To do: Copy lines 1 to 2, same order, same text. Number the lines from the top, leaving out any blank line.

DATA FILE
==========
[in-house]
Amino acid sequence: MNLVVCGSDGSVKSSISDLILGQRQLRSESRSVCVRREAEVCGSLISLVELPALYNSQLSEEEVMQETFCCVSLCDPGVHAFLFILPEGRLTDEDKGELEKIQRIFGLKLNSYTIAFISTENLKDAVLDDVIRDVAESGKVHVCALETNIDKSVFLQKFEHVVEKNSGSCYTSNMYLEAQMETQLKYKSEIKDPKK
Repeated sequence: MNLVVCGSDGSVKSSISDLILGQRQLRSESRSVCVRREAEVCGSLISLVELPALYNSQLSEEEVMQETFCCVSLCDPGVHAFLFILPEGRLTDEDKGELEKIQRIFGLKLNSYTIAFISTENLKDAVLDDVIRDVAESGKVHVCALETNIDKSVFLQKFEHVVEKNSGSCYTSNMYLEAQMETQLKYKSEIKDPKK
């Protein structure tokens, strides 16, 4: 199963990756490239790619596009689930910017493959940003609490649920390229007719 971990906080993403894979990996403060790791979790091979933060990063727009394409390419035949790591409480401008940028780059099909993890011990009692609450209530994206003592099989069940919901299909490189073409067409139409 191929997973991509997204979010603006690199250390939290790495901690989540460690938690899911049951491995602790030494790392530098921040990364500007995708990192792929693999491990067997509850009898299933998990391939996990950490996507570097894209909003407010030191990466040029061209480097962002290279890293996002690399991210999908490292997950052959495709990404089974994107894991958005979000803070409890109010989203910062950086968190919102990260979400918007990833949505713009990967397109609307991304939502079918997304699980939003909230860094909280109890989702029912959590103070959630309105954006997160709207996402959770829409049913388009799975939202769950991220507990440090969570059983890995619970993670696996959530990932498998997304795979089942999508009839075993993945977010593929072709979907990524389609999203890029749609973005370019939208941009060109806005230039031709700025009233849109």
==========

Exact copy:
[in-house]
Amino acid sequence: MNLVVCGSDGSVKSSISDLILGQRQLRSESRSVCVRREAEVCGSLISLVELPALYNSQLSEEEVMQETFCCVSLCDPGVHAFLFILPEGRLTDEDKGELEKIQRIFGLKLNSYTIAFISTENLKDAVLDDVIRDVAESGKVHVCALETNIDKSVFLQKFEHVVEKNSGSCYTSNMYLEAQMETQLKYKSEIKDPKK